Digital Experience Moving Toward Greater Learning Experience

Digital Experience Moving Toward Greater Learning Experience

Kit Wai Leong, Roslina Abdul Latif
DOI: 10.4018/978-1-5225-4080-9.ch008
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In this new millennium it is a challenge for educators to promote digital experiences that lead to effectiveness and holistic contribution in the learning process. This new development is also in line with the Taylor's University strategy plan 2012-2016, which promises a conducive and responsive learning environment that embraces technology. Hence, the main focus of this chapter is to evaluate the student perspective toward digital experience applied with the adoption of TIMES together with a vast range of tools and how the digital experience was preparing our students for success in the world beyond for the audio-visual production module. Focus groups were conducted to examine the feedback on digital experience for the duration of teaching the module. The results from the study imply that the digital experience has a positive and mediating effect on the learning experience for the students. The knowledge-rich ecology of ongoing participation, self-expression, and recognition in their learning skills also contributes to the ever on-going process of learning.
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The combination of wireless technology and mobile computing has resulted in escalating transformations in the education domain (Alexander, 2006). Technology could act as a platform to help teachers as mentors and build new and innovative ways of teaching (Ferrari, Cachia, & Punie, 2009). Recent trends on innovative teaching have been focused on constructivist learning theory and student-centered learning (Brandon, 2004).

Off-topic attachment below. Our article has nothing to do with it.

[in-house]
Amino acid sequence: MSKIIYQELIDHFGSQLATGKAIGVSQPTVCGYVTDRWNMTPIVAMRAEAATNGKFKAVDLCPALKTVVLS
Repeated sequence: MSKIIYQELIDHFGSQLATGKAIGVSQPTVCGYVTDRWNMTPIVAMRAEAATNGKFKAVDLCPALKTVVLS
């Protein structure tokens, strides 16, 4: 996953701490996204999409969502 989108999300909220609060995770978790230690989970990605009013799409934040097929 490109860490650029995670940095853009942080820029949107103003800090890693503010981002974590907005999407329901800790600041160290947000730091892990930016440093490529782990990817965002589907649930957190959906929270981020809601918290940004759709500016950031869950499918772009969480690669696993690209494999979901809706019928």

Constructivist learning theory is based on the belief that learning occurs as learners are actively involved in a process of meaning through experience. In the process of knowledge creation, learners link new knowledge with their previous knowledge (Abdulwahed, Jaworski, & Crawford, 2012). Students are encouraged to learn main ideas on their own through actively involvement in the learning process, participate and collaborate in real learning situations and work on authentic learning tasks (Grabinger, 1996).

The constructivist pedagogy (Doolittle, 1999; Driver, 1995; Jaworski, 1994; Richardson, 2003; Savery & Duffy, 2001; von Glasersfeld, 1987a) highlighted that learning is a student-centered process, which was invented by Carl Rogers (Rogers, 1965) which has its heart focused on students. This in turn enables students to become autonomous independent learners. The educator’s emphasis shifts from teaching to facilitating effective learning and to promote the concepts of ownership and ‘reflection on learning’ (Stefani, Clarke, & Littlejohn, 2010).

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